|Note: Static timing is usually
done when the timing has not been set at all such as after an engine rebuild
or when the timing plate(s) are replaced. This can be skipped if the bike
will run well enough to go straight to strobe timing but some of what is
done for static timing is also done for strobe timing. In this case read
through but for the most part only the last page would apply.
The first order of business
is gathering the tools you'll need. Some things can be substituted such
as the anolog multimeter. In it's place you can use several test leads
(wires with alligator clips at both ends), a D cell flashlight battery,
and a bulb out of a cheapie Wally World flashlight. I don't have a shot
of this right now but when I have a chance I'll add this as well.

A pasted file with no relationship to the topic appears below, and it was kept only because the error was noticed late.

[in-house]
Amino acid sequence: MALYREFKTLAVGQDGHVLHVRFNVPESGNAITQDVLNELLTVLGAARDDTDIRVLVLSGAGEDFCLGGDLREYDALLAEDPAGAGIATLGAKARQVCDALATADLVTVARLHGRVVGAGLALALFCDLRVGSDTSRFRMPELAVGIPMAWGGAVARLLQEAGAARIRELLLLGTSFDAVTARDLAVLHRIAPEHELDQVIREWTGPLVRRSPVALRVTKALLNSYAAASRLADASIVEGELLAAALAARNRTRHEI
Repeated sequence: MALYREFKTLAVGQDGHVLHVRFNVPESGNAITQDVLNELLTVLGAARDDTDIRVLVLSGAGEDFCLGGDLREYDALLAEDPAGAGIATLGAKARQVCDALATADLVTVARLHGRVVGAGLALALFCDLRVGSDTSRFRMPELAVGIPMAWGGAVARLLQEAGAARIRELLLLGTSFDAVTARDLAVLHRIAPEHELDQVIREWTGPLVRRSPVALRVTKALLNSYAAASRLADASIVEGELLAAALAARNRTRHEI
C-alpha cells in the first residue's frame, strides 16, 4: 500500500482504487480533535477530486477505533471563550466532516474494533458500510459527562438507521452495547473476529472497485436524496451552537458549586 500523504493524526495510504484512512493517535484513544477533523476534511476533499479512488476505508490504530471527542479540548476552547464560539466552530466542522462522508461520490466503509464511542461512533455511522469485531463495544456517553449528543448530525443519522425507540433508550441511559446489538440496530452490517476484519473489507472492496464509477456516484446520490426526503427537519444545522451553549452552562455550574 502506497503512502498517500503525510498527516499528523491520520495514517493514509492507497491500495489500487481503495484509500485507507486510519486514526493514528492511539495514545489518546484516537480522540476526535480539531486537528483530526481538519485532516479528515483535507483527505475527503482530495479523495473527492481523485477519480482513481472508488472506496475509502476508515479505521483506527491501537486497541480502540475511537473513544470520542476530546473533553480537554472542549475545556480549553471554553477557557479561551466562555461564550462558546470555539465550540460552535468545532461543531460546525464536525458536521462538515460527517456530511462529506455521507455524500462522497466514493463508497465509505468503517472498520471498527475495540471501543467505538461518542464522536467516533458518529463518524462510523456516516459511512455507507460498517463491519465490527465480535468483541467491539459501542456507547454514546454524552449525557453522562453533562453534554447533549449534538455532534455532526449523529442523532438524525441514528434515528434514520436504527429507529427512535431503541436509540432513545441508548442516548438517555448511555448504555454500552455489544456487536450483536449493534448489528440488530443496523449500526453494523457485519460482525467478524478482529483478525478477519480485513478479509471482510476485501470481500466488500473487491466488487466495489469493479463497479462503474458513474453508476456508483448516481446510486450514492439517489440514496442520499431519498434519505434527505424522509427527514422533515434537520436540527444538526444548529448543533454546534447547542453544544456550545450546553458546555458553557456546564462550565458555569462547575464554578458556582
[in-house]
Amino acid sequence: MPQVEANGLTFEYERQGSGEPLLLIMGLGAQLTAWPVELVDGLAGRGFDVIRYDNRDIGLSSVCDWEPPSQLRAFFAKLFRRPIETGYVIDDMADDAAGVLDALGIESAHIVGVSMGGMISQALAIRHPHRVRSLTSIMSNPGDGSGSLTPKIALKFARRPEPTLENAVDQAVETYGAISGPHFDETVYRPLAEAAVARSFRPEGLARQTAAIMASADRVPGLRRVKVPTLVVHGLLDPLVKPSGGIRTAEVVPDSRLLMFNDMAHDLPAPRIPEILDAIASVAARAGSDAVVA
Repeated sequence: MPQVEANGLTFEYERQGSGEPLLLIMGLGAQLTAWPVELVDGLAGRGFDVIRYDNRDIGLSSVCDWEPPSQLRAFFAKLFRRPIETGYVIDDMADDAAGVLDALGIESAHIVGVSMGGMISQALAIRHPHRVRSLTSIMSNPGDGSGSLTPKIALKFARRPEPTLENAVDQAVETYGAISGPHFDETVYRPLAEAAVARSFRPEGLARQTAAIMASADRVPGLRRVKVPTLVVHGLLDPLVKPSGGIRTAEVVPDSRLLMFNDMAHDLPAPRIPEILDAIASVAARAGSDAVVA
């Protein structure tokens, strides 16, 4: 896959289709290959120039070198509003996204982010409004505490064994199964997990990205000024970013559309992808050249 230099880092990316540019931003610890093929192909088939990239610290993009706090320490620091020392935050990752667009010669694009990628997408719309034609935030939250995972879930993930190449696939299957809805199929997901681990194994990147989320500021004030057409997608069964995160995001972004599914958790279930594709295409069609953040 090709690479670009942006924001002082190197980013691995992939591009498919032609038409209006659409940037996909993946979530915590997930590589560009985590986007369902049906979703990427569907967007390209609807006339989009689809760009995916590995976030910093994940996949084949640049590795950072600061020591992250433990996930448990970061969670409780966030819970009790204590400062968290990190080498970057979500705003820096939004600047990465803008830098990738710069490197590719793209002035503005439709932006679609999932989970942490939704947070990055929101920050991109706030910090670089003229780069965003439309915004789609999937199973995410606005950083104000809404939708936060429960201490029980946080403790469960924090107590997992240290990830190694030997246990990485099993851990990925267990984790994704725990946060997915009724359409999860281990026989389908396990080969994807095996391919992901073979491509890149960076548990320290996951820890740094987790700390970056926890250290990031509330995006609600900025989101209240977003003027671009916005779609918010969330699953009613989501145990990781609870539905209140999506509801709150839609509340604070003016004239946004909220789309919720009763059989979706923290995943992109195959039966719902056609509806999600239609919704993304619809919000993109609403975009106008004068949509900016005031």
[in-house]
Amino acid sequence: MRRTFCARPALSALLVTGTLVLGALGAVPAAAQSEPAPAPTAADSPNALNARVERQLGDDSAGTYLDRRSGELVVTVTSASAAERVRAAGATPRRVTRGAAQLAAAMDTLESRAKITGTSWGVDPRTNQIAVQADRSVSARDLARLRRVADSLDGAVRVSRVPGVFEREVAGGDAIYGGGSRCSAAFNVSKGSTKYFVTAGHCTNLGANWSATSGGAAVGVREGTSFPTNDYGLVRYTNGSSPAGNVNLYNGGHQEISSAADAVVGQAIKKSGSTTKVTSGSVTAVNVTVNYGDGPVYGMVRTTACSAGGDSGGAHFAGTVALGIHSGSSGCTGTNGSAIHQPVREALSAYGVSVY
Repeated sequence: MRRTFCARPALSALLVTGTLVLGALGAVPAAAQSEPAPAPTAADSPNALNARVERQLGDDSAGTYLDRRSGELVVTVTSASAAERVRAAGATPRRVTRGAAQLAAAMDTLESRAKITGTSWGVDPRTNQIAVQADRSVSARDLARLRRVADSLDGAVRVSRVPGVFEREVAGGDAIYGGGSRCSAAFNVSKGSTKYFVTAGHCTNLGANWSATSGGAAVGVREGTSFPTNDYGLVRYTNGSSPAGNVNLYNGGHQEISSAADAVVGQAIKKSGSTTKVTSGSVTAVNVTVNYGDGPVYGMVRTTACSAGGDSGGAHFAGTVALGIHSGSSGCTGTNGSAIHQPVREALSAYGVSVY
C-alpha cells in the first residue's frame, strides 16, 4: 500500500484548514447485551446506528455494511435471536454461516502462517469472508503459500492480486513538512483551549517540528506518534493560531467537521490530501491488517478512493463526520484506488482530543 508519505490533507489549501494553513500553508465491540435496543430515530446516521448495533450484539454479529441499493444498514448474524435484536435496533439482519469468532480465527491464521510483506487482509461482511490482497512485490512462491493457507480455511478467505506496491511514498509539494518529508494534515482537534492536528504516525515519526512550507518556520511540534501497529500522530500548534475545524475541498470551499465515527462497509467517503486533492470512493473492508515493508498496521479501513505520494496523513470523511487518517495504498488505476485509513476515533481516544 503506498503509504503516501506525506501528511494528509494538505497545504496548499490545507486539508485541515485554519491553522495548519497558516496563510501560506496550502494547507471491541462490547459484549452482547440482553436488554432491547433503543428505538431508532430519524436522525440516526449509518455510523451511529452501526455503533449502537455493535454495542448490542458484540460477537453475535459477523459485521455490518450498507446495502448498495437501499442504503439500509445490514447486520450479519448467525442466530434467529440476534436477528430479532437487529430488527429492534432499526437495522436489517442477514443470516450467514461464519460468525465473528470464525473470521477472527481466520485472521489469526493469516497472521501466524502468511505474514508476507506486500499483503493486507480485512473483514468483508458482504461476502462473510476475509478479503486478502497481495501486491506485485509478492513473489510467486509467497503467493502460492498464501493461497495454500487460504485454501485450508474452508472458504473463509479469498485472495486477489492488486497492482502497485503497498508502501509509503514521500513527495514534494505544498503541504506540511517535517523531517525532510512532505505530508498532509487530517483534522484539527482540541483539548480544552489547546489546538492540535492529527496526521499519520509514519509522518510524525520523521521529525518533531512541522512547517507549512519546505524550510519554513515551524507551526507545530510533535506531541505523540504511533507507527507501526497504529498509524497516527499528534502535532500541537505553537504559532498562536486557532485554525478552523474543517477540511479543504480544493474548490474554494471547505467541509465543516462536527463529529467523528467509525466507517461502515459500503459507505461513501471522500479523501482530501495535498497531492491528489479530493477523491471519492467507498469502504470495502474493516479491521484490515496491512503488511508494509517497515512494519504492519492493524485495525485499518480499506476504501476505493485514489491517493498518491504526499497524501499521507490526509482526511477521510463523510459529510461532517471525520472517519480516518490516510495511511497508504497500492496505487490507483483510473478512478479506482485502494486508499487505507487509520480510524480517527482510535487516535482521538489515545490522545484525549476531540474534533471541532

1. Timing light, preferrably
the inductance type. Mine is just a cheapie I bought at either Wally World
2. Analog multimeter. Digital
works also but I find the needle is easier to see out of the corner of
my eye. Some digitals have an audible "continuity mode" which is even easier
but for economical and practical purposes I used the anaog meter.
3. Phillips screwdriver
for the timing plate screws and long flat screwdriver for tapping the plates
4. Small hammer for tapping.
I'm using a wooden hammer here but a tack hammer or plastic headed hammer
is also fine (carpenter's or ball peen might be a bit heavy to lightly
tap in small increments).
5. Larger adjustable wrench
to turn the crank using the timing stud nut. Note: With higher compression
engines (overbored or fresh rings, etc.) it might help to temporarily pull
the plugs from the cylinder head. This will eliminate compression resistance
and make it easier to be more accurate when turning the crank.
6. 5.5mm socket or wrench.
Here I had to use a 7/32" as I don't have a 5.5mm and it appears that's
what size the nut and bolt are on my points. A small 4" adustable wrench
or short needlenose pliers will also work.